Security is all the rage today, isn’t it? Every time I open my news reader I see stories about breaches and exposures and vulnerabilities that need to be patched. It’s a buffet of unhappy work that I’m going to need to clean up or worry about outside of the normal woes of providing access for my users or ensuring the cloud doesn’t go down this week.
Security isn’t just a piece of duct tape that you can strap on to a platform after the fact and hope that everything is going to work out. It’s an integral piece of the puzzle from the very beginning that needs to be accounted for. Why? Because if you try to cover your security holes after the fact you’re going to miss something. But if your security solution is built-in from the very beginning you can’t ignore it.
Wireless and networking are two transport technologies that are starting to become one integrated solution in the mind of those that support their user base. To the users, wireless isn’t a different technology than the network. It is the network. No one drags an Ethernet cable from office to office to stay connected now. Likewise, when someone needs to hook up a new device to support a user, like a printer or some IoT gadget, wireless is often the only way to make it work. Trying to treat wireless and networking as two different technologies today isn’t going to get you very far with the executives.
So why do we try to treat networking security and wireless security as two different topics then? Sure, wired networking has certain needs for security like firewalls and intrusion systems. And wireless needs security to encrypt data packets in the air as well as detecting rogue devices in your air space. But once the packet hits the access point it becomes a wired network security issue too, right? Why are we still drawing a line between what wireless security does and what wired security should do?
The First Line of Defense
During Mobility Field Day 5, one of the presenters was Fortinet. They have a long history in the security space. I can remember using their firewalls all the way back in 2006 to help secure my school customers. Today, they have a lot of other solutions, including wireless access points and controllers and SD-WAN appliances. What’s the difference between their solutions and others?
Fortinet is a security company first and foremost. Their patented ASIC technology exists in everything they make. This means that security isn’t bolted on. I would like to call your attention to this great session from Ben Wilson on the vision they have for wireless:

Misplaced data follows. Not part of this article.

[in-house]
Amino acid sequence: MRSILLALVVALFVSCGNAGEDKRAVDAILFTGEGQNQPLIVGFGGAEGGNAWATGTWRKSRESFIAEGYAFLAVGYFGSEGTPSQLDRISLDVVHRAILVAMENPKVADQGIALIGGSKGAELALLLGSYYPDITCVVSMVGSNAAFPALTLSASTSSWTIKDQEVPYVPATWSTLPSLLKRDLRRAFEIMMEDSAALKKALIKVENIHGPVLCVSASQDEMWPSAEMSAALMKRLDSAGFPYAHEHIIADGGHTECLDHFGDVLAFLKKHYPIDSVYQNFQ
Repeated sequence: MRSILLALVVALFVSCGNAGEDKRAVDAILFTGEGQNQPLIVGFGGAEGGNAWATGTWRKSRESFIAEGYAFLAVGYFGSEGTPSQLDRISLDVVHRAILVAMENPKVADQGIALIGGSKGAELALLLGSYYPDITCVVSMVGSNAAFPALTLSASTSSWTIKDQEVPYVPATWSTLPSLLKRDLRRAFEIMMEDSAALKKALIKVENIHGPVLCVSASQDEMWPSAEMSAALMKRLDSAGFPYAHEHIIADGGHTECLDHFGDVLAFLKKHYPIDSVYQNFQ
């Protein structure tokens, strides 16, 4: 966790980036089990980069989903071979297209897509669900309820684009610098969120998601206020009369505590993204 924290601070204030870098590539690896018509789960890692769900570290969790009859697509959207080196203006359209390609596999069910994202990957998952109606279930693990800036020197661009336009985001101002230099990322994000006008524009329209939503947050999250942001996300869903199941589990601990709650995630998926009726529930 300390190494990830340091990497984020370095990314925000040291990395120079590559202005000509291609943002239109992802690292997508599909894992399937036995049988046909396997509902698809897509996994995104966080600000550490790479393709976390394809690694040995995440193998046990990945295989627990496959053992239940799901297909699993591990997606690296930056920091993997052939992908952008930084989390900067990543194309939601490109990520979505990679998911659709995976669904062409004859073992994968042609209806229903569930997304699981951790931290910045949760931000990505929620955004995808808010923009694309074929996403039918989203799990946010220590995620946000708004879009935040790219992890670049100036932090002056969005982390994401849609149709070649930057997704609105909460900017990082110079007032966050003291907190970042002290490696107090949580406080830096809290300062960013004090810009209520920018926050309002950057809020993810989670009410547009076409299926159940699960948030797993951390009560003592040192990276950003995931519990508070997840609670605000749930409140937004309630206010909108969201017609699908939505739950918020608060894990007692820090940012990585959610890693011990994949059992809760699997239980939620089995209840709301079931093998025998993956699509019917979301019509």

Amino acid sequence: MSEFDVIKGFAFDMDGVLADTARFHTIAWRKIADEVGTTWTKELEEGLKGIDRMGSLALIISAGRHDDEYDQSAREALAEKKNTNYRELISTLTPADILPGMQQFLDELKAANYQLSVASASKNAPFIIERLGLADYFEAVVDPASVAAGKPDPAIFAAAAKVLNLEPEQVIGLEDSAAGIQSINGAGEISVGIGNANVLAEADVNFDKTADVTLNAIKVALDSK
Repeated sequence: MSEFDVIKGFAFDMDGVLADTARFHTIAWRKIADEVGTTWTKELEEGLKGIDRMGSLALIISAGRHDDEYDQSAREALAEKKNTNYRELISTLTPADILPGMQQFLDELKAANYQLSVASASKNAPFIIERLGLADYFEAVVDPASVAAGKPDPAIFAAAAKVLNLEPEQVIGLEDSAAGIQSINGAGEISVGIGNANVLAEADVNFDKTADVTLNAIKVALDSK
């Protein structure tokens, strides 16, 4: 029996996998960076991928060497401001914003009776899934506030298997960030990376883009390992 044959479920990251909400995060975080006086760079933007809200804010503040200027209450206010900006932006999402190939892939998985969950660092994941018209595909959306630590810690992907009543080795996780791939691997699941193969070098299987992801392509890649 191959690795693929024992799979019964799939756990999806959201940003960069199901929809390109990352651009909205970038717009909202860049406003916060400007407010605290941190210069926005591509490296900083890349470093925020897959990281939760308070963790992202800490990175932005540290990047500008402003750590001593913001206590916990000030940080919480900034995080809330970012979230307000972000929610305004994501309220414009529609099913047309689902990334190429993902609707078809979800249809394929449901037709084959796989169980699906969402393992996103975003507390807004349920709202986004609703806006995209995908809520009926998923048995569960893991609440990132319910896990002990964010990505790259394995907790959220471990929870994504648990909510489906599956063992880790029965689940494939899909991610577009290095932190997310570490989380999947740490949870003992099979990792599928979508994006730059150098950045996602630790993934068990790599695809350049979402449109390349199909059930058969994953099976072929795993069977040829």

Notice how they don’t call it a wireless network. They call it a Security Fabric. That’s an important distinction for me. Because it means that Fortinet doesn’t draw that line between the packets flying through the air and ones racing down the wire. They are one and the same to Fortinet. This means they are protected the same way with the same policies and protections from origin to destination or exit from your system.
What does a unified security fabric mean for you? It means not worrying about what happens when traffic needs to be decrypted from one medium to another. It means not needing to worry that your accounting data is traversing the wire in cleartext. It means voice calls are safe from a mobile wireless handset to the other caller without being snooped upon. It means that even the least security-aware person in your organization is treated the same as the most paranoid security researcher you employ, at least from the perspective of the network.
More importantly, it means that you don’t have to worry about configuring a whole bunch of bells and whistles in your system either. Because the security is baked in, it’s already enabled. Want to make your authentication more secure for internal users? Done. Now they need to use Active Directory to get on the internal network, both with wireless and wired access policies. Need to provision a secure network for your contractors? Lock it down as much as you want and enforce whatever policies you’d like. They’re bound to that network and they won’t see anything you don’t want them to see. It’s simple and easy and can be reconfigured over and over again for any technology you need to support. And because it’s all integrated, you won’t forget to enable it.
Bringing It All Together
If you’re a physics nerd like me, you know there is a hunt for something called the Grand Unified Theory that postulates that all forces in nature are just aspects of one single force. We have been searching for that force for decades and, while we haven’t found it just yet, we have been able to determine that several forces are intricately linked all the way down to the basics. I truly feel that wireless and networking have reached that point in our understanding of connection technologies. And with the help of companies like Fortinet, I also believe we’re going to find out that security really is just another aspect of connectivity.
For more information on Fortinet and their wireless and security technologies, please make sure to visit their website at http://Fortinet.com/